Through the lens of emerging technology and innovations, new or improved ideas, solutions, technologies, processes and ways of working are transforming the way we relate to each other. The pace of innovation in the past 30 years is extraordinary - the World Wide Web, social media and mobile phones not only help us stay connected to loved ones, global careers can be built using these three tools.
Then when you look to the 30 years ahead of us, we’ll see radical changes to the Internet’s infrastructure, breakthroughs in quantum computing changing the way we can engage with artificial intelligence and data science, supply chains transformed and a brand new digital economy where we buy and sell goods. These are only a few examples of the extraordinary opportunities ahead for young Australians in global-facing roles, and it is important because there will be some who are extremely comfortable with change, and others who shun any notion of it.
I’d like to encourage young Australians to embrace emerging technologies, innovative ideas and solutions. Especially embracing the new and unfamiliar when working in international affairs. When you do, remember that with great power comes great responsibility – for humans and the natural world.
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Where did you develop your passion for climate action and sustainability? How have you been able to pursue these passions on an international stage?
I think growing up in Australia gives you a unique appreciation of nature and its powerful force – from the ocean to the rainforest, reefs, the desert and more. Australia has it all.
From a young age, my favourite pastimes have been swimming and surfing at the beach, followed closely by hiking through national parks. However, I also remember the first feelings of disgust at the mountains of litter collected at my first beach clean up, witnessing hundreds of trees cut down and concrete poured in their place, and speaking with local farmers with tears pouring down their faces, devastated that imported produce is being sold at a fraction of the price, driving them out of business. Small personal experiences that began to shape my worldviews.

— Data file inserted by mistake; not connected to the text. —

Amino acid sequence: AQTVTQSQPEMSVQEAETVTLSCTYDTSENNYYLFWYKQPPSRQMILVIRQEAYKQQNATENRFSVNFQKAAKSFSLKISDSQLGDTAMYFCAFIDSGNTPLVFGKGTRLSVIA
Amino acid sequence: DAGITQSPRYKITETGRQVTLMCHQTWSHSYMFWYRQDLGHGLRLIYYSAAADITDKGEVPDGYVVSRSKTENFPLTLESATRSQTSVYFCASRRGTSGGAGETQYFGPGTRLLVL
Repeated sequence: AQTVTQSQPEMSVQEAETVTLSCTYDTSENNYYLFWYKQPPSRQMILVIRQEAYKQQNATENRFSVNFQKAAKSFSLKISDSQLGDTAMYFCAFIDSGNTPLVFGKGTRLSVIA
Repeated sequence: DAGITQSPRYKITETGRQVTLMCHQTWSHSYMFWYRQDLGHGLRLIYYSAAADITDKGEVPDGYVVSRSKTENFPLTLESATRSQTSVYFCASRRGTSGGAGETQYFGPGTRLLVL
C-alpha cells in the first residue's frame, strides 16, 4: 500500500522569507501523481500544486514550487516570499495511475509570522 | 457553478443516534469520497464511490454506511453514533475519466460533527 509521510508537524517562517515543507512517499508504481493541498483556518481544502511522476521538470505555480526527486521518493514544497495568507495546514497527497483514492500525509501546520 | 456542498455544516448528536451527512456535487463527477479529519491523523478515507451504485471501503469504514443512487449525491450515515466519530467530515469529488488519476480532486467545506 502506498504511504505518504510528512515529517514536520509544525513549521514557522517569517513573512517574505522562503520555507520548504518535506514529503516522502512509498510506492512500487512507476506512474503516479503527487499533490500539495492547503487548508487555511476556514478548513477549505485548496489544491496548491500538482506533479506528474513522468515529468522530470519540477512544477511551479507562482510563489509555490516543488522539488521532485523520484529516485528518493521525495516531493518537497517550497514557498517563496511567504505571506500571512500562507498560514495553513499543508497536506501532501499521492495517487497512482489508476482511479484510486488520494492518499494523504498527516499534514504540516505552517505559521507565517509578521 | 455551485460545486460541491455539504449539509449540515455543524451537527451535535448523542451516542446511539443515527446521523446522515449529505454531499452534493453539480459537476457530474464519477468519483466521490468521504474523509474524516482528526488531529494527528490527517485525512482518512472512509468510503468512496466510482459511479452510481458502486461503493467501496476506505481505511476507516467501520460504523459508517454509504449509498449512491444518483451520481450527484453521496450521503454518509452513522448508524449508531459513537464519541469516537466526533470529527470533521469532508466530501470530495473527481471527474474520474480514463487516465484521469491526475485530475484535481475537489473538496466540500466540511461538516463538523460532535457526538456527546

At school, the Duke of Edinburgh Award contributed to turning this inner drive and appreciation for the natural world into action. As I started my career, I quickly learnt that to make real progress in climate action and sustainability, you have to advocate that the environment and the economy are two sides of the same coin.
Early in my career, profit-driven leaders I came across were quick to discourage me from pursuing climate action, advising me that there were more profitable endeavours than taking care of the rock we live on. While this sort of talk was, and still is tough to hear, I have come to recognise that a business case can and should be made when changing the nature of the conversation. Investing in our climate, conservation of the natural world leads to game-changing innovations that firm up national security, create resilient homes and supply chains, and improve the quality of our air, oceans and land. This is where I dedicate my energy, drive and passion when working in Australia and the international arena.
You have had some incredible career successes, including winning a Nobel Peace Prize with the UN Food Programme, and co-designing the Earthshot Prize. What personal career highlights stand out to you?
Prizes are a great focal point to spotlight and scale solutions, create positive change and inspire us all to shoot for the moon and even if we miss, land among stars.